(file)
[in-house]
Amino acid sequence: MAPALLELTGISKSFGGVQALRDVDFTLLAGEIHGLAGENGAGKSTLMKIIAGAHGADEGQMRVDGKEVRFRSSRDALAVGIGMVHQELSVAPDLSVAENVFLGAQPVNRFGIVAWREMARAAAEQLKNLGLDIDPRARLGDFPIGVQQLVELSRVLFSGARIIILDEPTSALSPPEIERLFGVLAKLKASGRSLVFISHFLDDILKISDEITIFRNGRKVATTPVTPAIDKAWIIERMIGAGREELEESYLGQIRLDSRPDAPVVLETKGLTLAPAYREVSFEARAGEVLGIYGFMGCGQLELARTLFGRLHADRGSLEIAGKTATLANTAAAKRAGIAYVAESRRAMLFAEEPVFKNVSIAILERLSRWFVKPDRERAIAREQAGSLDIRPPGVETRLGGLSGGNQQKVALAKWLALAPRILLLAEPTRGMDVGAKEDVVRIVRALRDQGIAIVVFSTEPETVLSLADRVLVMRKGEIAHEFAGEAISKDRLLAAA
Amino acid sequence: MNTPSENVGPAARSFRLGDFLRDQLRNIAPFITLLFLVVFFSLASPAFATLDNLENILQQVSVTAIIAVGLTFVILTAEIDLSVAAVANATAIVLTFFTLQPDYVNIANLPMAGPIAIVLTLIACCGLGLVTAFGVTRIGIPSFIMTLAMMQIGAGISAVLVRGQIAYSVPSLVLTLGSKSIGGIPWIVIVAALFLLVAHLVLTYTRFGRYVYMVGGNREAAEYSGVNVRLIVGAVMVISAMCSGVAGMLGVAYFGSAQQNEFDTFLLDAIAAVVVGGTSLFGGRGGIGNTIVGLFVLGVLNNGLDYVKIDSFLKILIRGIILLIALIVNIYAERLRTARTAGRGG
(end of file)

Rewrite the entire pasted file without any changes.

[in-house]
Amino acid sequence: MAPALLELTGISKSFGGVQALRDVDFTLLAGEIHGLAGENGAGKSTLMKIIAGAHGADEGQMRVDGKEVRFRSSRDALAVGIGMVHQELSVAPDLSVAENVFLGAQPVNRFGIVAWREMARAAAEQLKNLGLDIDPRARLGDFPIGVQQLVELSRVLFSGARIIILDEPTSALSPPEIERLFGVLAKLKASGRSLVFISHFLDDILKISDEITIFRNGRKVATTPVTPAIDKAWIIERMIGAGREELEESYLGQIRLDSRPDAPVVLETKGLTLAPAYREVSFEARAGEVLGIYGFMGCGQLELARTLFGRLHADRGSLEIAGKTATLANTAAAKRAGIAYVAESRRAMLFAEEPVFKNVSIAILERLSRWFVKPDRERAIAREQAGSLDIRPPGVETRLGGLSGGNQQKVALAKWLALAPRILLLAEPTRGMDVGAKEDVVRIVRALRDQGIAIVVFSTEPETVLSLADRVLVMRKGEIAHEFAGEAISKDRLLAAA
Amino acid sequence: MNTPSENVGPAARSFRLGDFLRDQLRNIAPFITLLFLVVFFSLASPAFATLDNLENILQQVSVTAIIAVGLTFVILTAEIDLSVAAVANATAIVLTFFTLQPDYVNIANLPMAGPIAIVLTLIACCGLGLVTAFGVTRIGIPSFIMTLAMMQIGAGISAVLVRGQIAYSVPSLVLTLGSKSIGGIPWIVIVAALFLLVAHLVLTYTRFGRYVYMVGGNREAAEYSGVNVRLIVGAVMVISAMCSGVAGMLGVAYFGSAQQNEFDTFLLDAIAAVVVGGTSLFGGRGGIGNTIVGLFVLGVLNNGLDYVKIDSFLKILIRGIILLIALIVNIYAERLRTARTAGRGG